The Minnesota Department of Health added post-traumatic stress disorder as a qualifying condition under the state’s medical marijuana program on Thursday.
“PTSD presented the strongest case for potential benefits and a … lack of treatment alternatives,” said MDH Commissioner Dr. Ed Ehlinger.
PTSD comes in many forms, and there’s no one-size-fits-all treatment for individuals who are dealing with the psychological condition. Medical marijuana will not work for everyone, but like we mentioned in our post on Daith piercings for migraines, medical marijuana will provide another potential low-cost treatment option. Medical marijuana is by no means cheap, but trying the initial treatment is much less costly then certain therapy sessions or countless doctor visits, so it opens a new door for individuals with PTSD.
Coming In 2017
Although PTSD has been added to the list of approved conditions for medical marijuana in the state, it was not granted immediate approval. PTSD won’t be considered an active condition until August 1, 2017. However, this doesn’t mean that it will be easy to get clearance from a doctor for PTSD. Military veterans will need to get a doctor’s diagnosis and approval in order to be eligible, but that recommendation cannot come from any Veterans Affairs hospital because marijuana is considered illegal under federal guidelines. They will need to get approval from another physician, and oftentimes it’s difficult to get a new physician to declare you eligible for the medical marijuana program, as doctors are leery of patients jumping from doctor to doctor to try and find a doctor that will grant them approval.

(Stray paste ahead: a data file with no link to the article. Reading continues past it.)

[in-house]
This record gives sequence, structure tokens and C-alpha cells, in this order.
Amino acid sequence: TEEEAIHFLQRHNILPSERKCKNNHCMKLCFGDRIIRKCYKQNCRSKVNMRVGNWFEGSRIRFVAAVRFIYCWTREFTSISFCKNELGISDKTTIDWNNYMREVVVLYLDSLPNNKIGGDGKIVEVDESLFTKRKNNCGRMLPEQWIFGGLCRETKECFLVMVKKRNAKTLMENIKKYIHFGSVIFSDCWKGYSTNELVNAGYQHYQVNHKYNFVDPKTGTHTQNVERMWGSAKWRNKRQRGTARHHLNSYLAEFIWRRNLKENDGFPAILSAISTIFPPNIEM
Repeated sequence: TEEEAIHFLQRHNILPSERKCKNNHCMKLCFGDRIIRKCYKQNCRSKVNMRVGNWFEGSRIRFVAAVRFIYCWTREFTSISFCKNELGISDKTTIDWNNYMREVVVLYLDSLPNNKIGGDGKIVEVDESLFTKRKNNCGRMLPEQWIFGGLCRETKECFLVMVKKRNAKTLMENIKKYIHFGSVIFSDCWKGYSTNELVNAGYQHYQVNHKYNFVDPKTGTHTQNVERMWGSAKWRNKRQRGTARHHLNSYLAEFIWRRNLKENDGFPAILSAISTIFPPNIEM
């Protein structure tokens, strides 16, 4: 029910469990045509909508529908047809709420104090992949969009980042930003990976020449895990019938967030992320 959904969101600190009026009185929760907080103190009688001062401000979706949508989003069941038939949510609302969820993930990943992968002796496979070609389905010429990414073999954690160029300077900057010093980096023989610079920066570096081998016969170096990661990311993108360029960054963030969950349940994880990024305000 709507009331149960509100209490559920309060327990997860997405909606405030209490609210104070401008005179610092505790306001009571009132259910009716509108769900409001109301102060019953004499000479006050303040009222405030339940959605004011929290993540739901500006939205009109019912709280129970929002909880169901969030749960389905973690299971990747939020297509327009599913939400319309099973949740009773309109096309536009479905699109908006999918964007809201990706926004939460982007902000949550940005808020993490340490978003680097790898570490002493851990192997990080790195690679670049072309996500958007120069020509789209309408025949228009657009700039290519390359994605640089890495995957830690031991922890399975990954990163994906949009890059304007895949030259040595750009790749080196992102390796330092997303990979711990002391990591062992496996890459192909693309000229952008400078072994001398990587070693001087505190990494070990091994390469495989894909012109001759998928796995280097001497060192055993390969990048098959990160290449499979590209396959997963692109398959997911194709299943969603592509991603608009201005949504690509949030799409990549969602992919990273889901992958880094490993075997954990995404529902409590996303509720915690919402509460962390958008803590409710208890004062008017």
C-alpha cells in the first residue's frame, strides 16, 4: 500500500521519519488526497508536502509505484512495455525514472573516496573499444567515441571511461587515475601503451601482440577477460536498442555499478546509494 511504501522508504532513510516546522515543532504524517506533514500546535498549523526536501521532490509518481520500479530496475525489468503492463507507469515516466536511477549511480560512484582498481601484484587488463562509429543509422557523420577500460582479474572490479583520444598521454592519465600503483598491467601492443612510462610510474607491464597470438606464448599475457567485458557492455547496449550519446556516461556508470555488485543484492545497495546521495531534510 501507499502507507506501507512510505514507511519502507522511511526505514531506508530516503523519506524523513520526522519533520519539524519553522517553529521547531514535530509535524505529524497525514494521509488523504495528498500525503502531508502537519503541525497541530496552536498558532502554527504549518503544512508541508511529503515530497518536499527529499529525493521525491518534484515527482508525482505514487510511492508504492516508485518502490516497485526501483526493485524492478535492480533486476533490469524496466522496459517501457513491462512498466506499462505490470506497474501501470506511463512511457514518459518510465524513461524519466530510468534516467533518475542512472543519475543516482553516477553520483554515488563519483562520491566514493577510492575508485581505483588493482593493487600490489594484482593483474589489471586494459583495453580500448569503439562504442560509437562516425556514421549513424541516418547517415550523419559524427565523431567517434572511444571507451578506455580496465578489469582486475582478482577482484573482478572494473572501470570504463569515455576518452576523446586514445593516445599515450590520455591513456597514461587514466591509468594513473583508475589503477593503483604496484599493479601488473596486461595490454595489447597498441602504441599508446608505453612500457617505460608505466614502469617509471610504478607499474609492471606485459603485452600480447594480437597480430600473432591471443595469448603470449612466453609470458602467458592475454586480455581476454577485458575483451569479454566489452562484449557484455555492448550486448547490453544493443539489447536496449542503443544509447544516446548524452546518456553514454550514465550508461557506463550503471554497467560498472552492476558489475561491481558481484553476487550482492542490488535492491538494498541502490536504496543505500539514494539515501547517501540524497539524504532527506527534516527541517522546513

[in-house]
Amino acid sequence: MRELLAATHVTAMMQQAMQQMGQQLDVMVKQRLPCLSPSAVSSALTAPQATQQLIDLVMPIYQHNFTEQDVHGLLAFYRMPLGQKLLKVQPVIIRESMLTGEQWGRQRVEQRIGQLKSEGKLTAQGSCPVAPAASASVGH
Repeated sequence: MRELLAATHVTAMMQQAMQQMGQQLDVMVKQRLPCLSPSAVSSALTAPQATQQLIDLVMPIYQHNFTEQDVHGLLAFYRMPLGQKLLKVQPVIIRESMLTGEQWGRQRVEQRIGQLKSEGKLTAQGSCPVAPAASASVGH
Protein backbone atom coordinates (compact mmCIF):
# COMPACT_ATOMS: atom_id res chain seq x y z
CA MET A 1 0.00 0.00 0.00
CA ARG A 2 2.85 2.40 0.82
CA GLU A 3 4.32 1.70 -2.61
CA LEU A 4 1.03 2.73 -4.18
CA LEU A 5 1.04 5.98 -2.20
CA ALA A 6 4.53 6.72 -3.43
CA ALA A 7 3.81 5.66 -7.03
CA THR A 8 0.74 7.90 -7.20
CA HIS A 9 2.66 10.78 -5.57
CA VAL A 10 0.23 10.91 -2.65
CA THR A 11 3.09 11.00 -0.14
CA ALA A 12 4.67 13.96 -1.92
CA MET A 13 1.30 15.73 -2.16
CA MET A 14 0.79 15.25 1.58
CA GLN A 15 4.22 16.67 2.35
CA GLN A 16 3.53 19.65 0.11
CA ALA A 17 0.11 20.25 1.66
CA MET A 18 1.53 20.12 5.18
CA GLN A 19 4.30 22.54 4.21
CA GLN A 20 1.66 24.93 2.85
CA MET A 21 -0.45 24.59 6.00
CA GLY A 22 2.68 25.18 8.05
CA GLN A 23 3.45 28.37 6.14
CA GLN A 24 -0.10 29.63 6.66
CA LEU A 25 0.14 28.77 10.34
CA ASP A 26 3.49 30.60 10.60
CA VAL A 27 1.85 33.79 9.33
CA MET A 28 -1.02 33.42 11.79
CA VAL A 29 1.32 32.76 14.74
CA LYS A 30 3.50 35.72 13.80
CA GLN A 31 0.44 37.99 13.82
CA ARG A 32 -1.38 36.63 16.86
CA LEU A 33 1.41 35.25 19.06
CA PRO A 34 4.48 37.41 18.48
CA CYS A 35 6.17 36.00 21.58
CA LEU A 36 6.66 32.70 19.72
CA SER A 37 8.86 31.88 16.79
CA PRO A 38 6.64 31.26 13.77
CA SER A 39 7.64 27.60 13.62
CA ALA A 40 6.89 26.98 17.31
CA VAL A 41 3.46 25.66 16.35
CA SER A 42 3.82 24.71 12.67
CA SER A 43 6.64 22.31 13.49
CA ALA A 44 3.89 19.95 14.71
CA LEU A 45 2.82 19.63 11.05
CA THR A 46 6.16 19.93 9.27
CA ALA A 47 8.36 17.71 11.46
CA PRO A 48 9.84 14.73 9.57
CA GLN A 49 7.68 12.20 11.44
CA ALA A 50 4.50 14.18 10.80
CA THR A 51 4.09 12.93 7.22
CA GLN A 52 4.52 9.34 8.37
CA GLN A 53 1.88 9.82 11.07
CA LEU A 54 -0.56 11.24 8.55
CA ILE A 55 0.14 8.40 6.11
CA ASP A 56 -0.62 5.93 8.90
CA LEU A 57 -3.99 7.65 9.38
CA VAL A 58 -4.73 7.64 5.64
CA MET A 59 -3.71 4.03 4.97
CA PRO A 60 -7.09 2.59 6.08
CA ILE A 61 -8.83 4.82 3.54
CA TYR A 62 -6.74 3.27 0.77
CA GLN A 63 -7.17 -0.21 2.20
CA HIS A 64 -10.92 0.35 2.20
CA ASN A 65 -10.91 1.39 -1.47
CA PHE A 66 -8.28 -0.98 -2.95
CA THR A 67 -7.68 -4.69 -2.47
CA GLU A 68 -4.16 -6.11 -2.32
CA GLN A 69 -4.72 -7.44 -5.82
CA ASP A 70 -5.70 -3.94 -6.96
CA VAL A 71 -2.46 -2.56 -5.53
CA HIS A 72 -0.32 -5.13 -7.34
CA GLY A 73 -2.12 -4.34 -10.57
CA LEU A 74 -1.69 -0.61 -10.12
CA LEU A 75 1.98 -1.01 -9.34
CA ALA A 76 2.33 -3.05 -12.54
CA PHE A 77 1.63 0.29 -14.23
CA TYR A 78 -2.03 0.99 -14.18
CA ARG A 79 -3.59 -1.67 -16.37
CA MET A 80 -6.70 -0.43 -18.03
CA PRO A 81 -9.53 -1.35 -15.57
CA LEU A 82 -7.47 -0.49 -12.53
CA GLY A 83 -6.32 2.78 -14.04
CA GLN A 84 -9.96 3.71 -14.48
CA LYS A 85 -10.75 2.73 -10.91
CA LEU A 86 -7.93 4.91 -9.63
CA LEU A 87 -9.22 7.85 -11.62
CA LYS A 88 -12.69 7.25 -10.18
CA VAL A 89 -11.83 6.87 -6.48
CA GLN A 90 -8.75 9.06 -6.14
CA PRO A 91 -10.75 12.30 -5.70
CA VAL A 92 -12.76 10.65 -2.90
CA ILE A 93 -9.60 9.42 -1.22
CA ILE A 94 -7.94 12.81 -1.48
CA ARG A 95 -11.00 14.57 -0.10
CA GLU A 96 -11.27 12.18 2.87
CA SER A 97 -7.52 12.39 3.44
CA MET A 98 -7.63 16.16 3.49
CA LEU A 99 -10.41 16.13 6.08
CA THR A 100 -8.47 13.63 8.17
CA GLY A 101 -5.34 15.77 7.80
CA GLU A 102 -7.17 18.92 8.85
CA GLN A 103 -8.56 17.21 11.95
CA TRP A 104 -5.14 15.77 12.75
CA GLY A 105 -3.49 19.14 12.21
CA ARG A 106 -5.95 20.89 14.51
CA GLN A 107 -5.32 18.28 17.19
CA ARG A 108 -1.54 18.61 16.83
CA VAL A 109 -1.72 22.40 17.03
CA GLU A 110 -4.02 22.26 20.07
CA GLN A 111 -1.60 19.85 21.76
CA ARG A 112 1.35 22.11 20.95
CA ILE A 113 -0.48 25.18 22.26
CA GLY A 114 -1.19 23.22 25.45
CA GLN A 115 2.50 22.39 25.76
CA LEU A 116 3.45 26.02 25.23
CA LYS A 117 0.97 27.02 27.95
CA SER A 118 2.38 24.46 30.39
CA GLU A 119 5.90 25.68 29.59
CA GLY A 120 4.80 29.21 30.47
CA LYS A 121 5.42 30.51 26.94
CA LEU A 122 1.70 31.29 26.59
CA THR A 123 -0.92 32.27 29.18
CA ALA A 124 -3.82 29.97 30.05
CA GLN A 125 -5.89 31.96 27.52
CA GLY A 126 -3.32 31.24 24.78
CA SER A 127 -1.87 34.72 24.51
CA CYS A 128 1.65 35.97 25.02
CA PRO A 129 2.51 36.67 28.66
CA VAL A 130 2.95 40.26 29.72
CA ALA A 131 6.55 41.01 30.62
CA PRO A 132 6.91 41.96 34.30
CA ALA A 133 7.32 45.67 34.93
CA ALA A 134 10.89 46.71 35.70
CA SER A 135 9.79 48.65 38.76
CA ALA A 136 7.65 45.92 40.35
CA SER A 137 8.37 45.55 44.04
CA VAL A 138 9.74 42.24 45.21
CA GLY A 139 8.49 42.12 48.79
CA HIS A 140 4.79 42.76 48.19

PTSD was the only condition added to the list of approved conditions on Thursday, as Ehlinger and the Minnesota Department of Health shot down proposals for other conditions like arthritis and depression.
Thomas Cohn, MD
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